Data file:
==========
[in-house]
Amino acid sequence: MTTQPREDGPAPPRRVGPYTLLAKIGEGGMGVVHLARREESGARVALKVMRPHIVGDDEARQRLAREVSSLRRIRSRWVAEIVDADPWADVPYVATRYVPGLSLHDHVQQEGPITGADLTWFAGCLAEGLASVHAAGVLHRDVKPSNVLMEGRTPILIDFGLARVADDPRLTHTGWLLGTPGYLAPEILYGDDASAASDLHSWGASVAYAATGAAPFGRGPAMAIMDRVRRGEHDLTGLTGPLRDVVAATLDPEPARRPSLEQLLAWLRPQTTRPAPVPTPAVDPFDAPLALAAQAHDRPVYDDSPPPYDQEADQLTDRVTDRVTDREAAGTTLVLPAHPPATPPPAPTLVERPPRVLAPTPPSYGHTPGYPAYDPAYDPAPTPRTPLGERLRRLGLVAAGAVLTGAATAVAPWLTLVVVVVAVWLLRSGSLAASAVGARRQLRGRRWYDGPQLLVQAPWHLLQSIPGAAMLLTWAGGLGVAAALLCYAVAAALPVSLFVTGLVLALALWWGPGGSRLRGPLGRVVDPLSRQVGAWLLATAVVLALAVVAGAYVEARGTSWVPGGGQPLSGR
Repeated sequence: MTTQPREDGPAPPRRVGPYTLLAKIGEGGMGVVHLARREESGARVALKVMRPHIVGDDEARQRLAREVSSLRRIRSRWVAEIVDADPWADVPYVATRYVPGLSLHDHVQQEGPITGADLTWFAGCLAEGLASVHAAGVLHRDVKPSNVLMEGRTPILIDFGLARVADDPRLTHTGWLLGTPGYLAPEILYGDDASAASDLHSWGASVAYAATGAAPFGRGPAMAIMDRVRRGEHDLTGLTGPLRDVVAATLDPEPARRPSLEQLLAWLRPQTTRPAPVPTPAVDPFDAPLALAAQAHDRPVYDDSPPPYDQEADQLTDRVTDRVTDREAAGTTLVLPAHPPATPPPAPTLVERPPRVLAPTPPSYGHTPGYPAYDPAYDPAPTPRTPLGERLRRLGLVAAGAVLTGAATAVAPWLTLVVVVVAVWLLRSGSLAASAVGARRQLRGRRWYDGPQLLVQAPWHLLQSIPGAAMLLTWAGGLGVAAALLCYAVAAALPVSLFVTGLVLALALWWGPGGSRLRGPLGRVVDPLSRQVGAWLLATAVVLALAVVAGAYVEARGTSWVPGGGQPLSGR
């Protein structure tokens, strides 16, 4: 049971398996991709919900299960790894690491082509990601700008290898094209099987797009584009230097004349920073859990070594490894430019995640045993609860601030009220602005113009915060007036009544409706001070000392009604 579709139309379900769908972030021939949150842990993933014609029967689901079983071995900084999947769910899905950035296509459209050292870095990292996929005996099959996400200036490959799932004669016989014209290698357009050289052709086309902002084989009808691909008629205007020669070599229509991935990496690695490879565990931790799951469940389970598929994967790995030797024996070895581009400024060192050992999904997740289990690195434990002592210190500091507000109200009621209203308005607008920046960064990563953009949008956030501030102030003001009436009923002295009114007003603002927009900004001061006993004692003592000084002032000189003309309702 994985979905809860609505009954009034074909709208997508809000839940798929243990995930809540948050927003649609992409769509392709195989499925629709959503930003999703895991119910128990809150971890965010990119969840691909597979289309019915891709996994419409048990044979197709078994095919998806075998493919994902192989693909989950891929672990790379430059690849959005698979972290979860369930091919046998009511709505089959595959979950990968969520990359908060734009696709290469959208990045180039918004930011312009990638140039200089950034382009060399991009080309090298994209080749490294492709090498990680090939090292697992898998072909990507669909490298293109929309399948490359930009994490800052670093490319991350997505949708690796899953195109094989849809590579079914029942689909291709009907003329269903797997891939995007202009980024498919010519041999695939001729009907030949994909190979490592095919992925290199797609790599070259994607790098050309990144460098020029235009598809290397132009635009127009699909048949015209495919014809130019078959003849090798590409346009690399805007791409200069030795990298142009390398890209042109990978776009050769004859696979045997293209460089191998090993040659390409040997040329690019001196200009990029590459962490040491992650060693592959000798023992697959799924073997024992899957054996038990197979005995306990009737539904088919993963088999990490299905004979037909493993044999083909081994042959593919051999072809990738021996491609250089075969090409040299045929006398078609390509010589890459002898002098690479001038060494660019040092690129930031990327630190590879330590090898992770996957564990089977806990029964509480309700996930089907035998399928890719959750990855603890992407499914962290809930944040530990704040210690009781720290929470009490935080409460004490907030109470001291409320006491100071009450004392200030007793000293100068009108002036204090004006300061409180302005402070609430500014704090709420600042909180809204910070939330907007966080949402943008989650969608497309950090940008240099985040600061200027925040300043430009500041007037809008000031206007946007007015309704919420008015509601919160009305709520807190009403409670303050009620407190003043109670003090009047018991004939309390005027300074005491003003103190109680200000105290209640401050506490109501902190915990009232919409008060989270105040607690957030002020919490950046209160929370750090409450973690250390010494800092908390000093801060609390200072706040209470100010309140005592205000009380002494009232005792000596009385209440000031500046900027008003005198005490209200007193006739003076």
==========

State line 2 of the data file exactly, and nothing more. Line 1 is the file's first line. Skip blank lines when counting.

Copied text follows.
Amino acid sequence: MTTQPREDGPAPPRRVGPYTLLAKIGEGGMGVVHLARREESGARVALKVMRPHIVGDDEARQRLAREVSSLRRIRSRWVAEIVDADPWADVPYVATRYVPGLSLHDHVQQEGPITGADLTWFAGCLAEGLASVHAAGVLHRDVKPSNVLMEGRTPILIDFGLARVADDPRLTHTGWLLGTPGYLAPEILYGDDASAASDLHSWGASVAYAATGAAPFGRGPAMAIMDRVRRGEHDLTGLTGPLRDVVAATLDPEPARRPSLEQLLAWLRPQTTRPAPVPTPAVDPFDAPLALAAQAHDRPVYDDSPPPYDQEADQLTDRVTDRVTDREAAGTTLVLPAHPPATPPPAPTLVERPPRVLAPTPPSYGHTPGYPAYDPAYDPAPTPRTPLGERLRRLGLVAAGAVLTGAATAVAPWLTLVVVVVAVWLLRSGSLAASAVGARRQLRGRRWYDGPQLLVQAPWHLLQSIPGAAMLLTWAGGLGVAAALLCYAVAAALPVSLFVTGLVLALALWWGPGGSRLRGPLGRVVDPLSRQVGAWLLATAVVLALAVVAGAYVEARGTSWVPGGGQPLSGR